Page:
Association of early bilateral middle ear effusion with language at age 5 years

David P. McCormick, Constance D. Baldwin, Joan S. Klecan-Aker, Paul R. Swank, Dale L. Johnson

Research output: Contribution to journalArticlepeer-review

19 Scopus citations


Objective. - This study tested the hypothesis that children with early persistent middle ear effusion (MEE) are at risk for later language deficit. Method. - We recruited 698 newborns and monitored them for MEE every 2 to 4 weeks at home until age 3 years. Language skills were assessed on 294 subjects at age 5, while controlling for 8 demographic and environmental factors. Language outcomes at age 5 years were studied as a function of duration of bilateral MEE from birth to age 3 years. Results. - A significant relation was found between duration of bilateral MEE and speech sound sensitivity (Carrow Elicited Language Inventory) and articulation (Goldman-Fristoe Articulation). Children's ability to discriminate speech sounds in a quiet environment (Carrow Auditory Visual Abilities Test) was less affected by early prolonged MEE in homes that provided more cognitive stimulation. Conclusions. - These exploratory results indicate that prolonged early MEE may predispose children to language deficits at age 5 years. The language deficits are of small magnitude and may or may not be clinically significant. Language stimulation at home may protect against some of the effects of prolonged MEE.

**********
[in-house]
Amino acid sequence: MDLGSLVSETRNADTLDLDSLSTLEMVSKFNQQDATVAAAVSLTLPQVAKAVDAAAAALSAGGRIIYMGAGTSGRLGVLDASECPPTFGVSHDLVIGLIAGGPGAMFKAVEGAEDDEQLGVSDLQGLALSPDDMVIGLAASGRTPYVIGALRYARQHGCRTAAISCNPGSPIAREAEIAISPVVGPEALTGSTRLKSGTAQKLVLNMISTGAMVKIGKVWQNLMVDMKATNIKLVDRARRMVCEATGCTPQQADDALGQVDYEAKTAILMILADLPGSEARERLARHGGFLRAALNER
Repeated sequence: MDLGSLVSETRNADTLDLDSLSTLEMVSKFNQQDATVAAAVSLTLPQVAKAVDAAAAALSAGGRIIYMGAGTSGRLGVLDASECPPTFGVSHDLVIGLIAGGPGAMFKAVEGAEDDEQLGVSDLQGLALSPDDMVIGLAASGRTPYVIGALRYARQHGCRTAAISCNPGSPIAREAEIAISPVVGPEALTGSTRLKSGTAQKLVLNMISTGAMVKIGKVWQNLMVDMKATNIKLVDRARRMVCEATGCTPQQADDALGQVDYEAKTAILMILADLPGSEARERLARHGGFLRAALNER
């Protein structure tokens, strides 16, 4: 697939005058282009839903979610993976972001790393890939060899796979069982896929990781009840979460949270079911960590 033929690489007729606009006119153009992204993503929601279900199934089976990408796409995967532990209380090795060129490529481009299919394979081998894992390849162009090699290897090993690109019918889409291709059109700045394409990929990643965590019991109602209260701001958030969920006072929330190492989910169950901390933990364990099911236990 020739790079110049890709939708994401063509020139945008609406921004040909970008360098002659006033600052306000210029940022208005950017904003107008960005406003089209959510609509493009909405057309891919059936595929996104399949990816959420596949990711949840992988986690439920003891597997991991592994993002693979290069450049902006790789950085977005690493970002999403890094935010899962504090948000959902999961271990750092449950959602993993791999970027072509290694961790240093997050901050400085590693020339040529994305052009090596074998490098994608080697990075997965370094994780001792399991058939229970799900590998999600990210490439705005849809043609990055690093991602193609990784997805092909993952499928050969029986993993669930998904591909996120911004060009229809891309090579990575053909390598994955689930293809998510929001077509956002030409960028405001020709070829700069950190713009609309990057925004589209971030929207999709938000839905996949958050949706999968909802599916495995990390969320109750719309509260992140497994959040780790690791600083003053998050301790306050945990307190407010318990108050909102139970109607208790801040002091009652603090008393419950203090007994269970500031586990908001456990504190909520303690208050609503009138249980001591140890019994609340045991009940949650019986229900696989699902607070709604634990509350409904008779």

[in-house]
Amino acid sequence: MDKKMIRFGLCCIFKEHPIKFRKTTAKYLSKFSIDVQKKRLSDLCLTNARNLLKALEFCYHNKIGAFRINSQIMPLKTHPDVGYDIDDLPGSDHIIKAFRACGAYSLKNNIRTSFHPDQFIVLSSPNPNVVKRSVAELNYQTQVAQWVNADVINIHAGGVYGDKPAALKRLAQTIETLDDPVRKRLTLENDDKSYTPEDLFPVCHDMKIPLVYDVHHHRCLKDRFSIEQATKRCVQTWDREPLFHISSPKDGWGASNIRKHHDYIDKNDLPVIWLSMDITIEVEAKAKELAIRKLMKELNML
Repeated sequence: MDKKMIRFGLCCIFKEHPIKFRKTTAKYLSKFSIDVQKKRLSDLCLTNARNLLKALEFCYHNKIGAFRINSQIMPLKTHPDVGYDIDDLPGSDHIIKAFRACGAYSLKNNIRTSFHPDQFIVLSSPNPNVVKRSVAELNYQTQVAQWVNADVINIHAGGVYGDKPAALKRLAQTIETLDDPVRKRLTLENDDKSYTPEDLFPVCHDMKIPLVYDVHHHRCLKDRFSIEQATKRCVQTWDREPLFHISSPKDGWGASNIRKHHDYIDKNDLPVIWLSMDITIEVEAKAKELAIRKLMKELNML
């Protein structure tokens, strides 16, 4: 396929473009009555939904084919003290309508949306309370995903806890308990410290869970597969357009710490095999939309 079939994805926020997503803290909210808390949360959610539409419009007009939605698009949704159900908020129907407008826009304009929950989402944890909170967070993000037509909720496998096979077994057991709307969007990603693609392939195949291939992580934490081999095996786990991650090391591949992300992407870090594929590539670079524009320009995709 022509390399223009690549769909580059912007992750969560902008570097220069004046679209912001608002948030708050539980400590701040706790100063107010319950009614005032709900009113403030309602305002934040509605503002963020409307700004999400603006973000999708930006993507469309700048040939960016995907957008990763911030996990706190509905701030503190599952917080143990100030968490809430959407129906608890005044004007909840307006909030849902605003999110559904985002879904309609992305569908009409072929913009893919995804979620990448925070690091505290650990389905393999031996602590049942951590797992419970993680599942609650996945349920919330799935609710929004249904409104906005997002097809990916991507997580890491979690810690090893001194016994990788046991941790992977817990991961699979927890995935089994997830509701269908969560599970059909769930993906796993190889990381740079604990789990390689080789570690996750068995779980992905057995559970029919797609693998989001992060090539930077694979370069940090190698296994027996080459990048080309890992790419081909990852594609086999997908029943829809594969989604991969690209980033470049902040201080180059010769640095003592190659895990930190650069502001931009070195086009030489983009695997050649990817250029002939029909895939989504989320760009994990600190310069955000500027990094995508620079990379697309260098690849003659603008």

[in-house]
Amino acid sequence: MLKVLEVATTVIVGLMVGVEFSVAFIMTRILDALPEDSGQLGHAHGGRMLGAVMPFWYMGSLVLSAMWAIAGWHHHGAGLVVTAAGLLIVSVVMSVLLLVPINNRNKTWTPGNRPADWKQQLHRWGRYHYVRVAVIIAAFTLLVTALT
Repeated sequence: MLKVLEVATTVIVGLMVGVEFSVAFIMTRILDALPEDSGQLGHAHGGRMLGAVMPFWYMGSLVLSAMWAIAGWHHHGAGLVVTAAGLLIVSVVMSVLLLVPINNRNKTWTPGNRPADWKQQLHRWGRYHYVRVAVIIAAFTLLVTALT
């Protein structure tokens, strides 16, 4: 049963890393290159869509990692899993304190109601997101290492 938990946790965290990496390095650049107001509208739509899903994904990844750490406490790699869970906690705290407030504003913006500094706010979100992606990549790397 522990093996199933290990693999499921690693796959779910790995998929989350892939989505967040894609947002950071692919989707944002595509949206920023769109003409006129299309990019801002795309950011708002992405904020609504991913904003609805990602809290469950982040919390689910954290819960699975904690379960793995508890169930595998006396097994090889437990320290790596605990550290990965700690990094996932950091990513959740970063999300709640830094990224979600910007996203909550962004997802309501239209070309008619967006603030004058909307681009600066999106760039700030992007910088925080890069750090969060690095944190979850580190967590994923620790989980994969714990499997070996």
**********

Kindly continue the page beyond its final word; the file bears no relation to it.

Original languageEnglish (US)
Pages (from-to)87-90
Number of pages4
JournalAmbulatory Pediatrics
Issue number2
StatePublished - 2001


  • Child
  • Development
  • Language
  • Middle ear effusion
  • Otitis media

ASJC Scopus subject areas

  • Pediatrics, Perinatology, and Child Health


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